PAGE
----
His name is Dr. Thomas N. Mather, but the world’s starting to call him “The Tick Guy” – and for good reason. Mather arrived at the University of Rhode Island in 1992 from the Harvard School of Public Health, and now serves as director of URI’s Center for Vector-Borne Disease and its TickEncounter Resource Center.
According to his website, www.tickencounter.org, Mather’s research focuses on tick ecology, area-wide tick control strategies, tick-bite protection and tick-borne disease prevention, and has attracted funding from a wide variety of sources, including the National Centers for Disease Control, the U.S. Department of Agriculture, the National Science Foundation, the Environmental Protection Agency, the U.S. Agency for International Development and the National Institutes of Health.
Ticks, once only a problem in the deep woods, are everywhere now, and we didn’t need a government tick report to know it. The abstract touches on the fact that tick-borne diseases – most notably Lyme disease – have been on the rise since 1991, when reporting began.
Lyme disease is a bacterial infection primarily transmitted by Ixodes ticks, also known as deer ticks or, commonly on the West Coast, black-legged ticks. These tiny arachnids are typically found in wooded and grassy areas, but more and more frequently, they’re found in suburban lawns, so it’s no surprise that the incidence of Lyme disease is on the rise. The Centers for Disease Control and Prevention estimate that 300,000 people are diagnosed with Lyme disease in the United States every year, while many experts believe the true number of cases is much higher.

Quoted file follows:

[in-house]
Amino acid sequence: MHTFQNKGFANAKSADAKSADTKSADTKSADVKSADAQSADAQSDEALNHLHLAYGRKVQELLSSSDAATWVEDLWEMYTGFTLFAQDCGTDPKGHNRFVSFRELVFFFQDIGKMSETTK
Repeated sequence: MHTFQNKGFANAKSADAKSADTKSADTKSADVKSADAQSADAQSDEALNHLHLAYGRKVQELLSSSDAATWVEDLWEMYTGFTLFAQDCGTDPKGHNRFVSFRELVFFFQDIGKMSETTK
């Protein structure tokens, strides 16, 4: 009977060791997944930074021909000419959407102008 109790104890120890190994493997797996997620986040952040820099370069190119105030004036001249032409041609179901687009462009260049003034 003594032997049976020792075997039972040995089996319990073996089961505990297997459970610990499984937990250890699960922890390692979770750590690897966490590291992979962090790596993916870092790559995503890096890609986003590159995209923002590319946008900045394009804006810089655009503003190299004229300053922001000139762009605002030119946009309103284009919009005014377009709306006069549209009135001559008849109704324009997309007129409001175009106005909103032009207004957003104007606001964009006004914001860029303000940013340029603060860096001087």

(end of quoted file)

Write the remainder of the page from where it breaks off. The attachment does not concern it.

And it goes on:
Lyme disease affects people of all ages. The CDC notes that it is most commonly diagnosed in children, older adults and those who spend a lot of time outdoors, like firefighters and park rangers who have higher rates of exposure to environments where ticks live.
Since hunters spend a lot more time in the growth than your average American, we’re particularly susceptible to Lyme disease, as well. Here are some tips from Mather to minimize your risks.
Do daily tick checks on yourself, your family and your pets. The simplest way to protect yourself is to remove a tick before it has a chance to transmit disease-causing pathogens, Mather says. Ticks can attach anywhere, though they will commonly find spots like the back of your knee, around waistbands, under armpits or any other constricted place. Anytime after you have been in tick territory, you should thoroughly check your entire body and remove attached ticks immediately. Once attached, ticks DO NOT wash off in the shower.
Wear tick-repellant clothing. Tucking pant legs into socks is a good way to keep ticks on the outside where they may be seen or get brushed off; ticks start low and crawl up, so your best defense is close to the ground. A few companies offer options to tick-proof your favorite clothes – just send them off to be treated, and the shielding they offer is said to last through 70 or more washings.
Protect your pets with tick repellant, and protect your yard with perimeter sprays and granules. Two applications usually work best, and should be done in mid-May and again in mid-June to kill off the initial adults and any remaining eggs.
If you’ve got a different kind of itch – an itch to hunt – Tioga Boar Hunting Ranch can help. Offering many different types of guided hunts to appeal to hunters looking for all types of trophy game, plan a stay with us and enjoy fantastic hunting in the mountains of north central Pennsylvania. To learn more, give us a call at 570-418-0840.